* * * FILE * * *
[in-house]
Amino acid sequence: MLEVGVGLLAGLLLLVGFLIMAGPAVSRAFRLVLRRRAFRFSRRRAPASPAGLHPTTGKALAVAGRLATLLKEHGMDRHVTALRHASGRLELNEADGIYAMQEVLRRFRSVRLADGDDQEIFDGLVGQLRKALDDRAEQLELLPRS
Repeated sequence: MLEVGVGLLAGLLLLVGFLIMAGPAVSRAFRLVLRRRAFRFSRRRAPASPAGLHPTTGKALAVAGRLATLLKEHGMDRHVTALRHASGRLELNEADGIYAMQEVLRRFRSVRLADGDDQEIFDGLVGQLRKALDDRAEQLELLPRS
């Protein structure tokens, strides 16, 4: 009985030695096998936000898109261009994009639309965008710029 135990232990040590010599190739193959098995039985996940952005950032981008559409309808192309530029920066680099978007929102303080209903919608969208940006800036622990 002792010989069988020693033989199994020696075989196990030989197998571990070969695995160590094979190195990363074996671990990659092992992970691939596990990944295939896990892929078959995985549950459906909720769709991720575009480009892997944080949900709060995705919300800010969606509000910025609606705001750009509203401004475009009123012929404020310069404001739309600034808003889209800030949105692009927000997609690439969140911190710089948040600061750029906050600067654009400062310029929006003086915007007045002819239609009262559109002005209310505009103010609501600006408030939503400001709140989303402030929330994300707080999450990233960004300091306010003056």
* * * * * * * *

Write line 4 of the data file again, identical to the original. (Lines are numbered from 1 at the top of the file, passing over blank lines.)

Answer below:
């Protein structure tokens, strides 16, 4: 009985030695096998936000898109261009994009639309965008710029 135990232990040590010599190739193959098995039985996940952005950032981008559409309808192309530029920066680099978007929102303080209903919608969208940006800036622990 002792010989069988020693033989199994020696075989196990030989197998571990070969695995160590094979190195990363074996671990990659092992992970691939596990990944295939896990892929078959995985549950459906909720769709991720575009480009892997944080949900709060995705919300800010969606509000910025609606705001750009509203401004475009009123012929404020310069404001739309600034808003889209800030949105692009927000997609690439969140911190710089948040600061750029906050600067654009400062310029929006003086915007007045002819239609009262559109002005209310505009103010609501600006408030939503400001709140989303402030929330994300707080999450990233960004300091306010003056």